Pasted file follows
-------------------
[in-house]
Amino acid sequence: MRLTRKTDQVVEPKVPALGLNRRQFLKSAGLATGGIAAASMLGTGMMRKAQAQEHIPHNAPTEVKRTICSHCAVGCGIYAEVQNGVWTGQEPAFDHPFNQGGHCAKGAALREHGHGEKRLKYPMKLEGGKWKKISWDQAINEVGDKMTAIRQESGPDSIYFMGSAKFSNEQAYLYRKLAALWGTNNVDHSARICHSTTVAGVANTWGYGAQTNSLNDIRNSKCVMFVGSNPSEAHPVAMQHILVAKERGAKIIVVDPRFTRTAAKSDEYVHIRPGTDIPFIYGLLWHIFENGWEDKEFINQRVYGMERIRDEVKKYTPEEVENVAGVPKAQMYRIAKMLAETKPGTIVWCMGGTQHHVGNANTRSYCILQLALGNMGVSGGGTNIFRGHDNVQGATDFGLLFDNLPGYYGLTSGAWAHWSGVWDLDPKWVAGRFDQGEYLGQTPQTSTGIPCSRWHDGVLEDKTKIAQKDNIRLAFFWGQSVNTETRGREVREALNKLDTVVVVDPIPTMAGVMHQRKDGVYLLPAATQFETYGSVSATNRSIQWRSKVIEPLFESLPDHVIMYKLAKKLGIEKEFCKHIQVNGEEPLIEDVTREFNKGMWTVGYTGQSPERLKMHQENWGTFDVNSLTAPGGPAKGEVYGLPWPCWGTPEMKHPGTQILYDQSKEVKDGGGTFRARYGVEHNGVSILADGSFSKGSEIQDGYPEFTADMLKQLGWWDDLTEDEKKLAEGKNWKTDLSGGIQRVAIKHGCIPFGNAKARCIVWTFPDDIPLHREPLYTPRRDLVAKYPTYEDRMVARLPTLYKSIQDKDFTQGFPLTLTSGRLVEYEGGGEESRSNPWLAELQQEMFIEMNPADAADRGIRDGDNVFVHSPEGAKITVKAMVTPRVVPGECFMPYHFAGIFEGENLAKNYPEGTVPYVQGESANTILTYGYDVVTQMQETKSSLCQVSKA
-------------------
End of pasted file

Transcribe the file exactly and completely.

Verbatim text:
[in-house]
Amino acid sequence: MRLTRKTDQVVEPKVPALGLNRRQFLKSAGLATGGIAAASMLGTGMMRKAQAQEHIPHNAPTEVKRTICSHCAVGCGIYAEVQNGVWTGQEPAFDHPFNQGGHCAKGAALREHGHGEKRLKYPMKLEGGKWKKISWDQAINEVGDKMTAIRQESGPDSIYFMGSAKFSNEQAYLYRKLAALWGTNNVDHSARICHSTTVAGVANTWGYGAQTNSLNDIRNSKCVMFVGSNPSEAHPVAMQHILVAKERGAKIIVVDPRFTRTAAKSDEYVHIRPGTDIPFIYGLLWHIFENGWEDKEFINQRVYGMERIRDEVKKYTPEEVENVAGVPKAQMYRIAKMLAETKPGTIVWCMGGTQHHVGNANTRSYCILQLALGNMGVSGGGTNIFRGHDNVQGATDFGLLFDNLPGYYGLTSGAWAHWSGVWDLDPKWVAGRFDQGEYLGQTPQTSTGIPCSRWHDGVLEDKTKIAQKDNIRLAFFWGQSVNTETRGREVREALNKLDTVVVVDPIPTMAGVMHQRKDGVYLLPAATQFETYGSVSATNRSIQWRSKVIEPLFESLPDHVIMYKLAKKLGIEKEFCKHIQVNGEEPLIEDVTREFNKGMWTVGYTGQSPERLKMHQENWGTFDVNSLTAPGGPAKGEVYGLPWPCWGTPEMKHPGTQILYDQSKEVKDGGGTFRARYGVEHNGVSILADGSFSKGSEIQDGYPEFTADMLKQLGWWDDLTEDEKKLAEGKNWKTDLSGGIQRVAIKHGCIPFGNAKARCIVWTFPDDIPLHREPLYTPRRDLVAKYPTYEDRMVARLPTLYKSIQDKDFTQGFPLTLTSGRLVEYEGGGEESRSNPWLAELQQEMFIEMNPADAADRGIRDGDNVFVHSPEGAKITVKAMVTPRVVPGECFMPYHFAGIFEGENLAKNYPEGTVPYVQGESANTILTYGYDVVTQMQETKSSLCQVSKA